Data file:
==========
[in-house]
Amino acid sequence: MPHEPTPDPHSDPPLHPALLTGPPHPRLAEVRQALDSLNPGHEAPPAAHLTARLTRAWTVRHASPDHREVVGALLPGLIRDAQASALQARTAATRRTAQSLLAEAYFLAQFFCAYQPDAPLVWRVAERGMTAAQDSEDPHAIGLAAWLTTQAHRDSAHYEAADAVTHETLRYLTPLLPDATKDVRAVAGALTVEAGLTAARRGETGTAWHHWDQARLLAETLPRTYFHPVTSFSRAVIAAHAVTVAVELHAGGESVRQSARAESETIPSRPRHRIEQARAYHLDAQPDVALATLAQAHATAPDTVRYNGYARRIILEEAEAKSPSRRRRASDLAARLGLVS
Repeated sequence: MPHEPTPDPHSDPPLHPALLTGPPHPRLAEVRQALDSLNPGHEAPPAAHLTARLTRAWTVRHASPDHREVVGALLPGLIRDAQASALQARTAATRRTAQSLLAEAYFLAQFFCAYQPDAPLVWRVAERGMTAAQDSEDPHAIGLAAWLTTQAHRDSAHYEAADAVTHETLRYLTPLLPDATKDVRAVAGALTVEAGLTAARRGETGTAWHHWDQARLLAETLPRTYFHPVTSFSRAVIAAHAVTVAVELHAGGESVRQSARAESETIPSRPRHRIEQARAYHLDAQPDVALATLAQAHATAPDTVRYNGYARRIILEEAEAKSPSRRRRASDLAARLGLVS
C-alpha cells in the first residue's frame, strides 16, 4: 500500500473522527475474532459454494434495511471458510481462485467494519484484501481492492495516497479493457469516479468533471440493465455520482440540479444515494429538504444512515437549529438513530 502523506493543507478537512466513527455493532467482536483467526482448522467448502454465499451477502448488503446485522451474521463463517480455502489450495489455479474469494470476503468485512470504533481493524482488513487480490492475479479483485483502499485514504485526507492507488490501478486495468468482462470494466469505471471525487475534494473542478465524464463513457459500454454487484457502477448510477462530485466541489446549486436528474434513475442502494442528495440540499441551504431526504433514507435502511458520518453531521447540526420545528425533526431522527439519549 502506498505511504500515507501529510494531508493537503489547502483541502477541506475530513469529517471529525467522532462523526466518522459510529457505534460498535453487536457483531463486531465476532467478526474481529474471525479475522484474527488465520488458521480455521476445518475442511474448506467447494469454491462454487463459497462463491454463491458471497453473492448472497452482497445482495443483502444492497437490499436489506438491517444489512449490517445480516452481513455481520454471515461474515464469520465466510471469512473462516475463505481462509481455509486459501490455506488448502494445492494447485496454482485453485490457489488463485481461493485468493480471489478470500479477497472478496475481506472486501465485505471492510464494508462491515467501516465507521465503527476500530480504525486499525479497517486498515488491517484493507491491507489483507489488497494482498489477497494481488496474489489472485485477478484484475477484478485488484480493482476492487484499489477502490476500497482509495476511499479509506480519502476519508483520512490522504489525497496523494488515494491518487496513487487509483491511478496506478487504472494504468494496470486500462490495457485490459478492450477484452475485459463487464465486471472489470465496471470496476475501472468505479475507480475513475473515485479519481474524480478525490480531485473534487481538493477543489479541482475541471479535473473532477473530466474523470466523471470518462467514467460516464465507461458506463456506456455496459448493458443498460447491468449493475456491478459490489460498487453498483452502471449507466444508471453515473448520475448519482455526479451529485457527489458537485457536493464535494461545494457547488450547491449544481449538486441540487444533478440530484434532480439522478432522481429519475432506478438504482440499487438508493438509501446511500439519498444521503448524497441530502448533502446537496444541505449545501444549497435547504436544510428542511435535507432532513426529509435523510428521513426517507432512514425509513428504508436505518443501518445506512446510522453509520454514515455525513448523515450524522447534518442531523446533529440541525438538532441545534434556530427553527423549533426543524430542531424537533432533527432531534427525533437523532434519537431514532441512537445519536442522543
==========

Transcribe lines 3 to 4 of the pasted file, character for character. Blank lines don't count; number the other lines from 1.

Repeated sequence: MPHEPTPDPHSDPPLHPALLTGPPHPRLAEVRQALDSLNPGHEAPPAAHLTARLTRAWTVRHASPDHREVVGALLPGLIRDAQASALQARTAATRRTAQSLLAEAYFLAQFFCAYQPDAPLVWRVAERGMTAAQDSEDPHAIGLAAWLTTQAHRDSAHYEAADAVTHETLRYLTPLLPDATKDVRAVAGALTVEAGLTAARRGETGTAWHHWDQARLLAETLPRTYFHPVTSFSRAVIAAHAVTVAVELHAGGESVRQSARAESETIPSRPRHRIEQARAYHLDAQPDVALATLAQAHATAPDTVRYNGYARRIILEEAEAKSPSRRRRASDLAARLGLVS
C-alpha cells in the first residue's frame, strides 16, 4: 500500500473522527475474532459454494434495511471458510481462485467494519484484501481492492495516497479493457469516479468533471440493465455520482440540479444515494429538504444512515437549529438513530 502523506493543507478537512466513527455493532467482536483467526482448522467448502454465499451477502448488503446485522451474521463463517480455502489450495489455479474469494470476503468485512470504533481493524482488513487480490492475479479483485483502499485514504485526507492507488490501478486495468468482462470494466469505471471525487475534494473542478465524464463513457459500454454487484457502477448510477462530485466541489446549486436528474434513475442502494442528495440540499441551504431526504433514507435502511458520518453531521447540526420545528425533526431522527439519549 502506498505511504500515507501529510494531508493537503489547502483541502477541506475530513469529517471529525467522532462523526466518522459510529457505534460498535453487536457483531463486531465476532467478526474481529474471525479475522484474527488465520488458521480455521476445518475442511474448506467447494469454491462454487463459497462463491454463491458471497453473492448472497452482497445482495443483502444492497437490499436489506438491517444489512449490517445480516452481513455481520454471515461474515464469520465466510471469512473462516475463505481462509481455509486459501490455506488448502494445492494447485496454482485453485490457489488463485481461493485468493480471489478470500479477497472478496475481506472486501465485505471492510464494508462491515467501516465507521465503527476500530480504525486499525479497517486498515488491517484493507491491507489483507489488497494482498489477497494481488496474489489472485485477478484484475477484478485488484480493482476492487484499489477502490476500497482509495476511499479509506480519502476519508483520512490522504489525497496523494488515494491518487496513487487509483491511478496506478487504472494504468494496470486500462490495457485490459478492450477484452475485459463487464465486471472489470465496471470496476475501472468505479475507480475513475473515485479519481474524480478525490480531485473534487481538493477543489479541482475541471479535473473532477473530466474523470466523471470518462467514467460516464465507461458506463456506456455496459448493458443498460447491468449493475456491478459490489460498487453498483452502471449507466444508471453515473448520475448519482455526479451529485457527489458537485457536493464535494461545494457547488450547491449544481449538486441540487444533478440530484434532480439522478432522481429519475432506478438504482440499487438508493438509501446511500439519498444521503448524497441530502448533502446537496444541505449545501444549497435547504436544510428542511435535507432532513426529509435523510428521513426517507432512514425509513428504508436505518443501518445506512446510522453509520454514515455525513448523515450524522447534518442531523446533529440541525438538532441545534434556530427553527423549533426543524430542531424537533432533527432531534427525533437523532434519537431514532441512537445519536442522543